When repairing your fireplace, you can avoid the cost of buying a full container of firebrick mortar by mixing your own to use from scratch or to add to the supply you have, as an "extender." There are two recipes for mixing firebrick mortar. One recipe has standard Portland cement as one of its ingredients, while the other calls for the more difficult-to-find calcium aluminate cement. Whichever you use, do not deviate from the prescribed mixture proportions, as it is very important to mix the amounts properly.
Put 10 parts sand in the mixing container
Mix 6 parts fire clay with the sand in the mixing container.
Add 2 parts Portland cement to the sand and fire clay, and then mix them thoroughly.
Add 3 parts lime to the mixture, mix it thoroughly with the garden hoe, and then add water to the mixing container until the mortar has reached the consistency of peanut butter. Apply the mortar to the brick so that no more than 1/4 of an inch of mortar is used between the bricks. This will help prevent cracking of the mortar when it is heated.
Place 10 parts sand into the clean, dry mixing container.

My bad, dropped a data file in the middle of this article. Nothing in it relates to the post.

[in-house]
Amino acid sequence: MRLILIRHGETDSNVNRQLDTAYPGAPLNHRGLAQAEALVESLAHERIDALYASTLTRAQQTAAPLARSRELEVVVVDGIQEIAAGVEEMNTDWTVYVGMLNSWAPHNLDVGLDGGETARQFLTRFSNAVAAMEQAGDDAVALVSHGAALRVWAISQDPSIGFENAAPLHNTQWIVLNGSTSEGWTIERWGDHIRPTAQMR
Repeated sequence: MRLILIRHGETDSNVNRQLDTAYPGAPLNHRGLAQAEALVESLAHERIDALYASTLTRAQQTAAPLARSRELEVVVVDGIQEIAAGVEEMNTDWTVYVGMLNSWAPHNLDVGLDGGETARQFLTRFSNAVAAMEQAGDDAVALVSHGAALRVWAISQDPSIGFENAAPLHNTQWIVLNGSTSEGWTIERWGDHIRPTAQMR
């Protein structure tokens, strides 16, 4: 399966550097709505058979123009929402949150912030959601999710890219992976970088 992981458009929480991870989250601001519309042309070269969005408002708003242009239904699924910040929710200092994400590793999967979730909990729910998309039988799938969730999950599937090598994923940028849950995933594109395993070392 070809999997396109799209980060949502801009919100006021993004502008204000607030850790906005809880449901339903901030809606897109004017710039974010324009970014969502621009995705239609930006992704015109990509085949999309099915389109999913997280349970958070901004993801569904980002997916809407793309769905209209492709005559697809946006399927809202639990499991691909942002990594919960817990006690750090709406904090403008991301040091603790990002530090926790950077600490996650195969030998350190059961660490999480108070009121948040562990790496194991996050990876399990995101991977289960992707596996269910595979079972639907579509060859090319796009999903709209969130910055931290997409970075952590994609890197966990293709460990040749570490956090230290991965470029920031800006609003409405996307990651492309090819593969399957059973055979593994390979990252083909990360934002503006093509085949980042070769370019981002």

Add 3 parts calcium aluminate cement to the sand and mix it thoroughly, using the garden hoe.
Add 1 1/2 parts fire clay to the mixture, and then fold it into the sand and calcium aluminate. Add water to the mixture and mix it thoroughly until it has reached the consistency of peanut butter. Apply the mortar to the firebrick so that no more than 1/4 of an inch of mortar is used. This thin application is necessary to prevent cracking.
- "Building with Masonry: Brick, Block, and Concrete"; Dick Kreh; 1998
- "Working with Concrete"; Rick Arnold; 2003
- "Black & Decker The Complete Guide to Masonry & Stonework, with DVD: *Poured Concrete *Brick & Block *Natural Stone *Stucco"; Editors of Creative Publishing; 2010
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